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MLK and The Importance of Diversity Learning | Peacock Family Services
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MLK and The Importance of Diversity Learning

Toddlers and Corn

As we immerse ourselves in the winter and what January gives us, we naturally turn to cold and snow and ice. Many of us battle illnesses, and wait impatiently for spring and warmer weather. We find it hard to accept what is. We sometimes forget about the beauty of rain, or the magical quality of snow.¬†Children remind us all the time how to stop and see the wonder of what is right in front of us. Look for a moment at the pictures of how the children are immersed in the magic of rain and the plethora of ways you can play with water that falls from the sky…

Also in January, we are fortunate to have a holiday that celebrates one of the greatest people who, in my opinion, ever walked this earth. I of course am speaking of the late Martin Luther King Jr. In early childhood settings all around the country at this time of the year especially (although I like to honor him each and every day, not just around his birthday), teachers explore with young children the concepts of kindness, peace, speeches, and dreams that are related to the teachings of Martin Luther King Jr. Somewhere embedded in our brains, most of us can recollect the deep echo of this man’s voice. For many, including myself, when we hear his voice, chills ensue, from the power of his words, the resounding echo of his dreams… It is important for children of a young age to hear his monumental voice that speaks of dreams and of unity and peace among all people.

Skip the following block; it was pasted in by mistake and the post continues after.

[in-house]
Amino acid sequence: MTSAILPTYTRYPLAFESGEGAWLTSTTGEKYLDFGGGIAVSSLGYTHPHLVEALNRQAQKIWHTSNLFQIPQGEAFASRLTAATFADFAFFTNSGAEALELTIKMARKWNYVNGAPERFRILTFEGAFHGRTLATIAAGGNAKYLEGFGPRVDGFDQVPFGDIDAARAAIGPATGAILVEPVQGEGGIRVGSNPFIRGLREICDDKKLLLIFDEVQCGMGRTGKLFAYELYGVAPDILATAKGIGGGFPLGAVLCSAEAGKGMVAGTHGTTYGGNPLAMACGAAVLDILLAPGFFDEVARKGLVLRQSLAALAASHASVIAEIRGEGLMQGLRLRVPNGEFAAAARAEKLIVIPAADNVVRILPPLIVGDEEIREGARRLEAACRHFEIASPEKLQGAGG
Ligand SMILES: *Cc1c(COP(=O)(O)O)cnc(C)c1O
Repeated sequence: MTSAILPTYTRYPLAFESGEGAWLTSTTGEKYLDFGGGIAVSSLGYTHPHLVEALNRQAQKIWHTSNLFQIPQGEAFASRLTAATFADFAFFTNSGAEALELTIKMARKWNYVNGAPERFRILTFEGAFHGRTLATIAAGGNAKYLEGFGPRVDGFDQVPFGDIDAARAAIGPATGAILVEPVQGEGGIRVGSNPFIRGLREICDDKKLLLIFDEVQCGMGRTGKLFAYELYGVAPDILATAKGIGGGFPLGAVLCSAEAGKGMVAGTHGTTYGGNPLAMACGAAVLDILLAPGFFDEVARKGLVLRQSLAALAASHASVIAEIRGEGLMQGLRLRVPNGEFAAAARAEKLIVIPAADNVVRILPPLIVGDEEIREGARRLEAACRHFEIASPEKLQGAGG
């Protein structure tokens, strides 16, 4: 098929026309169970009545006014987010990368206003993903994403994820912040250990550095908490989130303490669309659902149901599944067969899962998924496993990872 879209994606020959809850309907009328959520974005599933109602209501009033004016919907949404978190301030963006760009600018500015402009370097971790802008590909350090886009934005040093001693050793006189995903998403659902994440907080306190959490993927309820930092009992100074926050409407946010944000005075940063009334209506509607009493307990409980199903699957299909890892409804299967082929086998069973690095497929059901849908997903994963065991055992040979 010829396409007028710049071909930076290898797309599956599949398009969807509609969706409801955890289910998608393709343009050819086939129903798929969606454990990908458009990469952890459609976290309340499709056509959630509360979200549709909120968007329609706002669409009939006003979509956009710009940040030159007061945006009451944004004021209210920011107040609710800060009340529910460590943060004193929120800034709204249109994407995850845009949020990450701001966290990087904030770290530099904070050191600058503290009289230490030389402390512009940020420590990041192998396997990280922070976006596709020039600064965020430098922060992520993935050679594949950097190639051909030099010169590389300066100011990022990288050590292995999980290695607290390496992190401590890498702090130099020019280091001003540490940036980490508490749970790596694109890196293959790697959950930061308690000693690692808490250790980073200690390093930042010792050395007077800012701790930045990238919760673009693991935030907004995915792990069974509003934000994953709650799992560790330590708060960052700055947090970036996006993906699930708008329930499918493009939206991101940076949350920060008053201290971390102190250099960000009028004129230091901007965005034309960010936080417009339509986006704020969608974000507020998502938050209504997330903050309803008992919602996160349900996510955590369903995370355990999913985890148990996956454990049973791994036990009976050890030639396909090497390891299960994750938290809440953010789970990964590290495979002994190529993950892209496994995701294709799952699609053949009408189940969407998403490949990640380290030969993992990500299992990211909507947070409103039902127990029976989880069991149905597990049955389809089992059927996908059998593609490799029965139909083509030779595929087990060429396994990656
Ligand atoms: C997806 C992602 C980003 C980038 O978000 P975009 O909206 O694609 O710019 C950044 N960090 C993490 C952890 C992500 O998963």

Discussions of Martin Luther King Jr. with young children lead to topics of how we are different, and how we are the same, and also how wonderful it is that we can all be friends. “Peace” can be a difficult concept for young children to understand. It is a concept that even many adults do not comprehend. It is still important to begin talking about it in concrete terms for children. It is also important to talk about dreams and how Martin Luther King Jr. had a dream that we could be friends and be kind to one another.

In our classrooms the children next week will be contemplating their own dreams and what they wish that could be done to help everyone be friends. The older ones will be introduced to the concept of a speech, and the impact of words to help relay an important idea. The peace dove will be brought in, and even if the children do not understand everything that is presented, what they do go away with is the notion that there was a person who was very important, and he wanted all of us to get along and love each other. We can all spread this notion each and every day in our schools, in our homes and in our communities.

“I say to you, my friends, so even though we face the difficulties today and tomorrow, I still have a dream. It is a dream deeply rooted in the American dream. I have a dream that one day this nation will rise up and live at the true meaning of its creed: ‘We hold these truths to be self-evident: that all men are created equal. …And when this happens, when we allow freedom to ring, when we let it ring from every village and every hamlet, from every state and every city, we will be able to speed up that day when all of God’s children, black men and white men, Jews and Gentiles, Protestants and Catholics, will be able to join hands and sing in the words of an old Negro spiritual, Free at last! Free at last! Thank God almighty, We are free at last!”